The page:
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After Fidelity Investments and its owners get blasted by Reuters for alleged high-level conflicts of interest, Morningstar accepts the Boston-based giant's explanation

Fidelity says it was misrepresented, Reuters stands by its story and a Fidelity forever RIA urges the venerable Boston firm to apply a quick coat of Scotch Guard to its white hat

Author Janice Kirkel
October 14, 2016 at 5:55 PM
no description available
Ken Weber: We’ve always portrayed Fidelity ... as the guys in the white hats. This puts splotches on the white hats.

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Mentioned in this article:

Morningstar, Inc.
Top Executive: Joe Mansueto



October 14, 2016 — 7:10 PM
Reuters is not even "technically" correct on this. In finance if you omit material information you are committing fraud. Reuters states that IF the mutual funds had invested in those same specific pre-IPO companies they would have made money, and since they did not the conflict of interest hurt the mutual fund shareholders. What they are omitting is that IF the mutual funds had also invested into the number of losing deals shareholders would have been hurt. In the reverse, since the mutual funds did not invest in the loser deals share holders benefited. The omission of the full set of investment options creates a false set of facts. Here is the worse failure of the Reuters story: They are clear and simple comparing apples to oranges. The mutual funds have a lower risk tolerance than the PE firm F-prime. The mutual funds are prohibited by the SEC from having more than 15% of their assets in illiquid investments. To say that the PE firms investments into higher risk and illiquid positions hurts the mutual fund shareholders is false because the mutual funds cannot invest effectively in those markets the same way a PE firm can. Since the funds cannot invest effectively they would not benefit return wise in the fashion that PE firms do. Perhaps Reuters would be better served to write an article criticizing the SEC & FINRA for preventing non-qualified investors from investing in private equity? After all, more investors are shut out of those lucrative markets by the regulators than any other entity or investment company. At least FIDO funds are trying to get exposure in those markets in spite of the over burdensome rules aimed at limiting investor access to this investment type.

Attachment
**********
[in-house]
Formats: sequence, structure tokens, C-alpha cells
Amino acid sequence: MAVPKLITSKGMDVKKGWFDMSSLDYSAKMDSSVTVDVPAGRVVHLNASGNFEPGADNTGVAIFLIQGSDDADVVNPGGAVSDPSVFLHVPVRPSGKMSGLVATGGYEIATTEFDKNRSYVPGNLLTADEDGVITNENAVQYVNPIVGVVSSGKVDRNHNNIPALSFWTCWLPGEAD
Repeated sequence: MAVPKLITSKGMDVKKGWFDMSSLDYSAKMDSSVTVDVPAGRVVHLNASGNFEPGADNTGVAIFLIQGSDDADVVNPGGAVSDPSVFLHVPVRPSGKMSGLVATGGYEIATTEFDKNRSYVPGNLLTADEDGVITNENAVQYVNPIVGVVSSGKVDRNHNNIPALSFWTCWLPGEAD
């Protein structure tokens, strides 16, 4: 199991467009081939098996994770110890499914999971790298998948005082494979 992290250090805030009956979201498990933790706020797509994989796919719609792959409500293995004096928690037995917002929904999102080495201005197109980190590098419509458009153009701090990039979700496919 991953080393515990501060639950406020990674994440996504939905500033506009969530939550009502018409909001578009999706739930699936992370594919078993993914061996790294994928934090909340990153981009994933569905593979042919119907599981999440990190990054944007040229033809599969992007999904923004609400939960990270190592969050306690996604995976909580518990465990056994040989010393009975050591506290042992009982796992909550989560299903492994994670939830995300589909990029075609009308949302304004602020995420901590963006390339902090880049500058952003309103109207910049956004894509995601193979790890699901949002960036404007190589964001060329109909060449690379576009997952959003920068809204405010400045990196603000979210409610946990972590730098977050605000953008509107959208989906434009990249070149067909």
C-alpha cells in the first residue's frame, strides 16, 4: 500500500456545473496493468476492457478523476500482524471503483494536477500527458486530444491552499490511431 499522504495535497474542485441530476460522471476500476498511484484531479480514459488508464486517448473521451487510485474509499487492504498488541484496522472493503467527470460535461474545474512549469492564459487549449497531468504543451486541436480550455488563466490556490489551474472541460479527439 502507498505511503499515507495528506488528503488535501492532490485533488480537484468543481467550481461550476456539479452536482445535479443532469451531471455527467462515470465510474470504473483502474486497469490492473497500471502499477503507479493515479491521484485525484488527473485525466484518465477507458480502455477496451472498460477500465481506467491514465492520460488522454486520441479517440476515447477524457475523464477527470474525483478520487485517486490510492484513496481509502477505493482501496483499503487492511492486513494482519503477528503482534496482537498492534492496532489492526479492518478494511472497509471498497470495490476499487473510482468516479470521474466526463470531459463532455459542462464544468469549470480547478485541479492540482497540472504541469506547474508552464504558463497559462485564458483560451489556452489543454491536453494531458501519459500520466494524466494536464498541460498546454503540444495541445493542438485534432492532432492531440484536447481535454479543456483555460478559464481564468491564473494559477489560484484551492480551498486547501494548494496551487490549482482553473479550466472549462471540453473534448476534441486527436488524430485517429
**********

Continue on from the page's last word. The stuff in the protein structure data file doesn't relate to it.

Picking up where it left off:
On the money

On the money

October 14, 2016 — 10:28 PM
Fidelity gets a black eye. Big Reputation Damage. Did Fidelity disclose that it uses OPM in its mutual funds to bolster the price of IPO's in which the Johnson family has stakes? Did it disclose that it used the same people to make sure that the pre-IPO and the IPO business and the mutual funds were in compliance with the full disclosure regulations and conflict regulations? Let's see MaryJo, the SEC Chief and Senator Warren look into this racket.

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